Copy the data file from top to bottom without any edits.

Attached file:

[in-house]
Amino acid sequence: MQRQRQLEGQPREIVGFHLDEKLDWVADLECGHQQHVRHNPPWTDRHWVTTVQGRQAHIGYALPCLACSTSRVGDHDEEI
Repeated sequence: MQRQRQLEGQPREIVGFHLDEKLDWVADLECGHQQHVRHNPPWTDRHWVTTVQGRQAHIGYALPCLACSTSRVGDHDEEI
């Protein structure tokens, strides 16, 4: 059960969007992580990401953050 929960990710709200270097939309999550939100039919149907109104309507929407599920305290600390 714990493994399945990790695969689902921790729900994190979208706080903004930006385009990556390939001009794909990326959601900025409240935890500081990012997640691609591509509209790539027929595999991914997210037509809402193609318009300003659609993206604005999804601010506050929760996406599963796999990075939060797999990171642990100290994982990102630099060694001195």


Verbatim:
[in-house]
Amino acid sequence: MQRQRQLEGQPREIVGFHLDEKLDWVADLECGHQQHVRHNPPWTDRHWVTTVQGRQAHIGYALPCLACSTSRVGDHDEEI
Repeated sequence: MQRQRQLEGQPREIVGFHLDEKLDWVADLECGHQQHVRHNPPWTDRHWVTTVQGRQAHIGYALPCLACSTSRVGDHDEEI
């Protein structure tokens, strides 16, 4: 059960969007992580990401953050 929960990710709200270097939309999550939100039919149907109104309507929407599920305290600390 714990493994399945990790695969689902921790729900994190979208706080903004930006385009990556390939001009794909990326959601900025409240935890500081990012997640691609591509509209790539027929595999991914997210037509809402193609318009300003659609993206604005999804601010506050929760996406599963796999990075939060797999990171642990100290994982990102630099060694001195």